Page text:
Welcome back to our Bookseller Spotlight feature! Biblio loves to support independent booksellers…it’s what we are all about!
Dan Weaver from The Book Hound was kind enough to give Biblio.com an interview and let us know more about their beautiful Amsterdam, New York bookstore.
What makes your bookshop special?
The Book Hound is the only bookstore in the county. In fact, it is the only used bookstore along the New York State Thruway (I-90) between Schenectady and Syracuse, a distance of about 135 miles. It is also special in that it is only one of a few stores in upstate New York that specializes in theological works, although we carry books in other categories as well.
Do you specialize in any genres?
I specialize in New York State books, scholarly books in all fields, children’s books and theological books.
How do you view your role as an independent bookseller?
An independent bookseller is a business person, but he or she is more than that. We are also preservers and transmitters of culture and promoters of literacy.
How did you get started selling books?
After getting my master’s degree in English, I couldn’t afford to go on for my PhD. I also did not want to teach, so I began looking around for something else to do. I went to visit my mother in Reston, Virginia, and she took me to a used bookstore. I may have been in a used bookstore prior to that, although I can’t really remember. When I visited the store in Reston, I said to myself, “I can do this.” I began my store in my house in 1993.
What do you find most rewarding about your job?
I find it rewarding to work at a job that I truly like. I’ve worked at various jobs in the past, and I can’t say I really liked any of them. Another rewarding aspect of the job is locating books that people have been searching for, for many years. It is also rewarding to meet young people who love books.
What is most challenging?
The biggest challenge in running a bookstore in a declining upstate New York city is making a living. It’s not hard to turn a profit. I’ve done that ever since I went into the business. But there are days when you wonder if the small return is worth it—if you wouldn’t be better off doing something else.
What is your clientele like?
My clientele is a mixture of young and old, centric and eccentric, male and female, conservative and liberal, but they are all share a curiosity about our world, interest in serious issues and above average intellects.
Have you had any celebrities visit your store?
No, however, through online sales, I have sold books to Rick Warren, author of the popular book, The Purpose Driven Church. Ward Churchill, the college professor who made national headlines with his controversial remarks on 9/11 has been a repeat online customer. I was also contacted by the late Senator Kennedy’s office once about a leather bound set of speeches that I had in stock, but I was never able to finalize the sale.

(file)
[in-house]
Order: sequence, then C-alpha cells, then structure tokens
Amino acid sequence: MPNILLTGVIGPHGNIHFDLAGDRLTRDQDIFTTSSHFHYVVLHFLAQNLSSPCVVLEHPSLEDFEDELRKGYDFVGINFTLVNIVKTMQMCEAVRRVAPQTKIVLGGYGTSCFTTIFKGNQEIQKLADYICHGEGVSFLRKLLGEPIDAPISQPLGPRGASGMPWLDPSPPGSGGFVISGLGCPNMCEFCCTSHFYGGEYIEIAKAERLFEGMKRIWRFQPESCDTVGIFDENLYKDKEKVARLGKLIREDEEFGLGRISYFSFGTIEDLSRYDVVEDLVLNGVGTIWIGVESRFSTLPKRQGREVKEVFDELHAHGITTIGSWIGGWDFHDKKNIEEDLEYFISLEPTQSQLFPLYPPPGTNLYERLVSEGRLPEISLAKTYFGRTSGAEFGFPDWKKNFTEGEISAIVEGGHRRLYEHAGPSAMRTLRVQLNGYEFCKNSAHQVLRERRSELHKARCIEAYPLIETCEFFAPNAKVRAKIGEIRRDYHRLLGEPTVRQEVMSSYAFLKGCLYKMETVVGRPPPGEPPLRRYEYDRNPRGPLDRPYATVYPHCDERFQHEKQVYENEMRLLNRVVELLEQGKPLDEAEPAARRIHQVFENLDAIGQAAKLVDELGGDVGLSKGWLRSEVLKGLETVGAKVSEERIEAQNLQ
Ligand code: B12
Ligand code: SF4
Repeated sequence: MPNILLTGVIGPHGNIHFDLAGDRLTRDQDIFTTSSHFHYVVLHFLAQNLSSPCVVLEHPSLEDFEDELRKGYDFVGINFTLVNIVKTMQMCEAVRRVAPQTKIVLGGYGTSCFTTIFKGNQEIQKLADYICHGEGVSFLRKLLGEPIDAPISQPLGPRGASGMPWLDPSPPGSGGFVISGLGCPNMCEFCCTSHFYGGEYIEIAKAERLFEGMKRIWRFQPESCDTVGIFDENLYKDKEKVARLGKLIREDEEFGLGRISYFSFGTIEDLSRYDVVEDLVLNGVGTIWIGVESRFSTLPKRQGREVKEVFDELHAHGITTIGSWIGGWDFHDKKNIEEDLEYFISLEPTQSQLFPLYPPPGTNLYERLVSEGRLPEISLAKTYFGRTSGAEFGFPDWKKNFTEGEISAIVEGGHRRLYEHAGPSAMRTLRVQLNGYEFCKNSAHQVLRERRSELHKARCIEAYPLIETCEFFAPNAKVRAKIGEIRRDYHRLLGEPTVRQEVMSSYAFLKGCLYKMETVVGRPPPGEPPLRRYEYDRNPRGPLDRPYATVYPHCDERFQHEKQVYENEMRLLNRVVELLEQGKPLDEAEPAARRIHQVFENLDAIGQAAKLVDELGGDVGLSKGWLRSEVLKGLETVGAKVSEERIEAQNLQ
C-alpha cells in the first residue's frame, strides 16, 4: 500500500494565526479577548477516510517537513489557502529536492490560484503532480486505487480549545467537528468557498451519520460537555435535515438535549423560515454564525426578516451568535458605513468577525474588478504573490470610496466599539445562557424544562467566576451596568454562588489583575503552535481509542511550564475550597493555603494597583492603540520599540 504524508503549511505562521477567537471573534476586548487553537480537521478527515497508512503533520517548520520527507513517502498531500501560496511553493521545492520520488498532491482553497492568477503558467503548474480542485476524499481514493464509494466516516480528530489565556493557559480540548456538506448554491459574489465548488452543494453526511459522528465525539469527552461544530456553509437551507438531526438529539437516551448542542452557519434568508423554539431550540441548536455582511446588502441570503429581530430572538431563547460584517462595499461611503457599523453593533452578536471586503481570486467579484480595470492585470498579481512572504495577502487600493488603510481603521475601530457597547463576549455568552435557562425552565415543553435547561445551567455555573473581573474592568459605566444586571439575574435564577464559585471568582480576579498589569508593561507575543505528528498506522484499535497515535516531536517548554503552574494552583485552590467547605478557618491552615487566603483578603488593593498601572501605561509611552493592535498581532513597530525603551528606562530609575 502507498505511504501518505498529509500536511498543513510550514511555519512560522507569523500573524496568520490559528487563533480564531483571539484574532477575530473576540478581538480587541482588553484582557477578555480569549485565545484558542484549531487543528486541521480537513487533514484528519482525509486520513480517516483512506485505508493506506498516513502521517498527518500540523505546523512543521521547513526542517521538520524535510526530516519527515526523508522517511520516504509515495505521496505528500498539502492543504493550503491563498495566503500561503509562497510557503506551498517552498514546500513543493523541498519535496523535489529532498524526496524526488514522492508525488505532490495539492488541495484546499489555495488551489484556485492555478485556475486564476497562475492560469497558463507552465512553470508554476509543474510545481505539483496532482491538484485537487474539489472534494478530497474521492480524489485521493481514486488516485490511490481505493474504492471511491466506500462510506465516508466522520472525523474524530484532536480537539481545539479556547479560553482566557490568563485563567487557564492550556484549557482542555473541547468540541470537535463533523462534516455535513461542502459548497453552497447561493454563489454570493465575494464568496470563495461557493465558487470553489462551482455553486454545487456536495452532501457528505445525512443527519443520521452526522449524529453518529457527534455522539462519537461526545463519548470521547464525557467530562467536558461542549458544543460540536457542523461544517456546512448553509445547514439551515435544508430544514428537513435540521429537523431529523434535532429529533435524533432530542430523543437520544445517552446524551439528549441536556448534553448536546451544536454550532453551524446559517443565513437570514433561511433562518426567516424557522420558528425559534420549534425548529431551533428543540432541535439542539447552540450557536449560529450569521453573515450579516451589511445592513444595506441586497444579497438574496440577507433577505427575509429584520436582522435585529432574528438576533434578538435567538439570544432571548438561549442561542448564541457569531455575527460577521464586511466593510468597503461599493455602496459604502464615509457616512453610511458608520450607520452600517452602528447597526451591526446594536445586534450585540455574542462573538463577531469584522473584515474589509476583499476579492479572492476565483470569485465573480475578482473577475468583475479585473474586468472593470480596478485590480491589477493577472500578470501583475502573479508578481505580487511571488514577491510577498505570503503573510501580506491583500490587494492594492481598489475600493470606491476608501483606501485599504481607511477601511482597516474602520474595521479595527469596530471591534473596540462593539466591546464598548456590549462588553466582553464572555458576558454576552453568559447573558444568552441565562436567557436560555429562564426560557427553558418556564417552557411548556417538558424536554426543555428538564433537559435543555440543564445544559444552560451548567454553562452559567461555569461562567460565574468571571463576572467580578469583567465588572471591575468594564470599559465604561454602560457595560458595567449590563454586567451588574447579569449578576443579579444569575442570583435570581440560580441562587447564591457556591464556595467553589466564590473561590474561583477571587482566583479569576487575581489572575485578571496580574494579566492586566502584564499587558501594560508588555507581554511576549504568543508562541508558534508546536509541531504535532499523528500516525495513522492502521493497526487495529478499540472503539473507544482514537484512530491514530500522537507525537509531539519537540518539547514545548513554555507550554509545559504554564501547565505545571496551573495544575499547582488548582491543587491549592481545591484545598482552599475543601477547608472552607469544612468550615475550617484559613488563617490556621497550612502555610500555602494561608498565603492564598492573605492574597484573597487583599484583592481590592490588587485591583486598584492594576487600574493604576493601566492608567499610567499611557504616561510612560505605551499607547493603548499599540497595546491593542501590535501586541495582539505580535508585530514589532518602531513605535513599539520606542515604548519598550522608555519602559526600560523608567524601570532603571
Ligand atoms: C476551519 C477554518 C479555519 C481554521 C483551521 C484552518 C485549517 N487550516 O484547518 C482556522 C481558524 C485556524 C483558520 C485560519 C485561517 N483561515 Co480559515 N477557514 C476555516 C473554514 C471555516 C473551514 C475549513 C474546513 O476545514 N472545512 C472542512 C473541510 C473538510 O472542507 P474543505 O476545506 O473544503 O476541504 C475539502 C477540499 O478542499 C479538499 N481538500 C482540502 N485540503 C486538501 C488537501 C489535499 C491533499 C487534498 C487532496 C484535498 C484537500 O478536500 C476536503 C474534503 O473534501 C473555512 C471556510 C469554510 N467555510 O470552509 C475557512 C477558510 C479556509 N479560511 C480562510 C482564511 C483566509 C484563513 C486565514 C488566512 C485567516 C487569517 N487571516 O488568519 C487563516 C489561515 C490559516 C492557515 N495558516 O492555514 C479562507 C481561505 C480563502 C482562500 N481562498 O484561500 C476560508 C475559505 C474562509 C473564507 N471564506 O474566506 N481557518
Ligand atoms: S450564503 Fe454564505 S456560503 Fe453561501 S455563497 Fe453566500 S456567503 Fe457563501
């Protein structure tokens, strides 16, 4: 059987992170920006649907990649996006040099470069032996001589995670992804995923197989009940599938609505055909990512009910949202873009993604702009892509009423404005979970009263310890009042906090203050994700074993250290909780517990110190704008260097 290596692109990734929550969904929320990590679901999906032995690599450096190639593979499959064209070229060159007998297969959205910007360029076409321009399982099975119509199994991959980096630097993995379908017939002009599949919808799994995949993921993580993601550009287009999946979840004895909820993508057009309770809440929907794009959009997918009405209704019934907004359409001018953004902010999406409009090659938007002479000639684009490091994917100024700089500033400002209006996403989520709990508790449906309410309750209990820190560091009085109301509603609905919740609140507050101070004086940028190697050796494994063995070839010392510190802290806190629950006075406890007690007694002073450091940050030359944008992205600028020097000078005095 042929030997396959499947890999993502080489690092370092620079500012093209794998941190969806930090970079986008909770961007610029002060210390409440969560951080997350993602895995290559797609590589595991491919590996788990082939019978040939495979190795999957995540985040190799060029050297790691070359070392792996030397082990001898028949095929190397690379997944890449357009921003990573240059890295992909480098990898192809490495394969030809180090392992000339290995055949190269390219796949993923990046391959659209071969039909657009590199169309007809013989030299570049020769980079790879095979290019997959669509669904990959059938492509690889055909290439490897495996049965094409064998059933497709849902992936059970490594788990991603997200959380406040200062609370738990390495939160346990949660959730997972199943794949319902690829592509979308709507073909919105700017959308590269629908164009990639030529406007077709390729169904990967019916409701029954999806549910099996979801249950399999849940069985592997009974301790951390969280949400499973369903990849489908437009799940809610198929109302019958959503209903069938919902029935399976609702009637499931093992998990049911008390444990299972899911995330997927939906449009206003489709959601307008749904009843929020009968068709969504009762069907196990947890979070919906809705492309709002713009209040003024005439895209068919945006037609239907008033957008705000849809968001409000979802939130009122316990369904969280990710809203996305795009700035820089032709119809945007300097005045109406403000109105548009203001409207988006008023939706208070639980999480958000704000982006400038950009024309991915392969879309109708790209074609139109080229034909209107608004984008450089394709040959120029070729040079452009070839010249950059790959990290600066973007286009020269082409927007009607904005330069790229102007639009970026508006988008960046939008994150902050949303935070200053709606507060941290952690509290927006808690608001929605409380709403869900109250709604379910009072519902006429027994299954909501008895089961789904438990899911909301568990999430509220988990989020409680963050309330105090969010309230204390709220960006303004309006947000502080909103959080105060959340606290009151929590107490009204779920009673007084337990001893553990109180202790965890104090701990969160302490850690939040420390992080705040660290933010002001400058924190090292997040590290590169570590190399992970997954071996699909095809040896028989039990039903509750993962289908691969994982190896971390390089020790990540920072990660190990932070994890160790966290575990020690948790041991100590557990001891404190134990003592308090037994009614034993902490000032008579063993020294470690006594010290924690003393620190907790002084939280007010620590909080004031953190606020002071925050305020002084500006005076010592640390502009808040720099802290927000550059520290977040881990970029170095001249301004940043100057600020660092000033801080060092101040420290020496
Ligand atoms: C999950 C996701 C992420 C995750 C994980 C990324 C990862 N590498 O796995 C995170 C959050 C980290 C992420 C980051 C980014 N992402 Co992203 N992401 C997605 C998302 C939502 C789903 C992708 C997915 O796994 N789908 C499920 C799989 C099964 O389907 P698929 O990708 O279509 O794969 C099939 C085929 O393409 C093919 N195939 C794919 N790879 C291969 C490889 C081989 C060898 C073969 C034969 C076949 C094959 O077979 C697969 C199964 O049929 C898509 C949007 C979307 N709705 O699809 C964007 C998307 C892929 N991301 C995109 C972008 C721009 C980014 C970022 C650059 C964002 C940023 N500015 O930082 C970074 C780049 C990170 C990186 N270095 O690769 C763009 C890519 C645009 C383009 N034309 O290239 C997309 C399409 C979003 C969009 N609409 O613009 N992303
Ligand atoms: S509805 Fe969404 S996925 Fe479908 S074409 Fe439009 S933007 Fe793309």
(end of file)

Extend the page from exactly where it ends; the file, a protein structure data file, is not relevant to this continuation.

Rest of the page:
What was the most interesting book acquired/sold in your shop?
That’s difficult to say, but I once purchased a hand written journal, kept by an Erie Canal shopkeeper. It was about 150 years old and gave a lot of insight into the everyday life of the canal. New York State bought it from me, which made me happy because it will be taken care of and made available to historians and scholars. Currently, I have an issue of The Observator, printed on two sides of a sheet of paper and published in 1658. What is interesting about it is the publisher was a woman, Joanna Brome, which was highly unusual at the time. After her husband died, she kept his business going until her son was old enough to take it over.
What do you think of e-books?
I find that e-books are useful when I need to do a word search in a book. However, for reading purposes, nothing beats a traditional book for its ease on my eyes. Furthermore, I enjoy books as art objects. Their illustrations, bindings and dust jacket art cannot ever be properly reproduced in an e-book. I am also concerned about the idea that e-books are being promoted as “green.” The books might be, but the readers are not. It will only be a short time before we will be discussing the environmental issues rising out of the junking of outdated Kindles and Nooks.
Do you have a piece of book repair/preservation advice?
Books and water do not mix. Do not store your books in cellars. If the humidity is high in your library, install a dehumidifier.
Do you have any trade tips?
While you don’t have to be outgoing, when you run a brick and mortar shop, you should at least say hello when a customer comes in. I have been in too many shops where the owner is off-putting. I also believe strongly in running a dealer friendly shop. I not only give a discount, I try to network with other dealers in the area. It not only has improved my business, but I have also made some real good friends.
Do you attend any book shows?
No. Books are too heavy to carry too many times, and I am lazy by nature.
Do you have a bookstore cat, or other mascot?
I do not believe in having a bookstore cat as some people have allergies to cats, and I do not want to keep them from my store. The name of my store is The Book Hound. My daughter used to own a beagle named Ethel, named after Ethel Mertz in I Love Lucy. The beagle inspired my daughter to name our store.
Any upcoming in-store/online events/sales/etc?
The Book Hound is the sponsor of Upstream, a Mohawk Valley cultural and counter-cultural journal. Our first issue will go to press soon, and in September the store will hold a reception to celebrate the first issue. We participate regularly in downtown events, such as the Spring Fling and Winter Mixer.
Daniel T. Weaver / The Book Hound
16 East Main St.
Amsterdam , New York 12010 United States
Phone number: (518) 842-7504
Saturday: 11-3, or by appointment